Australia, New Zealand warn of Gallipoli terror threat

Dignitaries lay wreathes during a service of commemoration and thanksgiving to mark Anzac Day in London on April 25, 2016, the anniversary of the first major military action fought by Australian and New Zealand forces during the First World War

Australia and New Zealand Thursday warned terrorists could target Anzac Day commemorations on the Gallipoli peninsula in Turkey this month, and urged travellers to avoid Ankara and Istanbul.

The emotive event on April 25 remembers the heroism and sacrifice of Australians and New Zealanders during World War I and their campaign against the Ottoman Empire in 1915.

Canberra and Wellington said intelligence suggested it could be targetted by extremists this year.

"The Turkish authorities are taking this extremely seriously. The celebrations on Gallipoli are as important to the Turkish authorities and Turkish people as they are to the Australians," said Veterans' Affairs Minister Dan Tehan.

The warning was echoed by New Zealand Foreign Minister Murray McCully, who called on citizens "to exercise a high degree of vigilance in public places" in Turkey and keep track of security updates.

While Canberra's advice to travellers had not changed from "exercise a high degree of caution" in Gallipoli and Turkey overall, it said they should "reconsider their need to travel to Ankara and Istanbul".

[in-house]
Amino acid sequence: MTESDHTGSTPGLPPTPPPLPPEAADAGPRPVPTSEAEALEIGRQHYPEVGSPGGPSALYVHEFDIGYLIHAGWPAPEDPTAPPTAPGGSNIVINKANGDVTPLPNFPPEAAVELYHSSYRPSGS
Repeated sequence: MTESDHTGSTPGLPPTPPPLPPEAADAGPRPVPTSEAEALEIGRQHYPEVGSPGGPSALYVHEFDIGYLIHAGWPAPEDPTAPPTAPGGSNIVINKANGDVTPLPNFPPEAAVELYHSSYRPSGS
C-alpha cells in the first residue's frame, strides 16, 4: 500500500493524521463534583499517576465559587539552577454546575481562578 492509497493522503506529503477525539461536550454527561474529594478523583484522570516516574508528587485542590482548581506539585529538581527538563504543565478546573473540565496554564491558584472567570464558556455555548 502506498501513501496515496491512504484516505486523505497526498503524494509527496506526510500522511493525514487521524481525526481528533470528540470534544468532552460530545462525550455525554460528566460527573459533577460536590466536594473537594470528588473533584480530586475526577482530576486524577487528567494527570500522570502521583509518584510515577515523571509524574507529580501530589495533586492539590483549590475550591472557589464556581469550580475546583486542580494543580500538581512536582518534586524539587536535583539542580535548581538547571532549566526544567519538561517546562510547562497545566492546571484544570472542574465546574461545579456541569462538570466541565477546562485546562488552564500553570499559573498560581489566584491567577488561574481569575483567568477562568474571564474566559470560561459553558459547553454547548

"We are conscious of the effect of this on the many Australians planning to attend this year's Anzac Day commemorations at Gallipoli," Tehan said.

Hundreds of Australians and New Zealanders annually make the trip to Gallipoli to mark the amphibious assaults on the peninsula in what is now western Turkey.

Many were killed in the initial assault and the overall Allied campaign ended in failure and evacuation.

But the spirit shown by the Anzac (Australian and New Zealand Army Corps) troops has long been seen as critical in forging a national identity in New Zealand and Australia. Both commemorate April 25 as Anzac Day.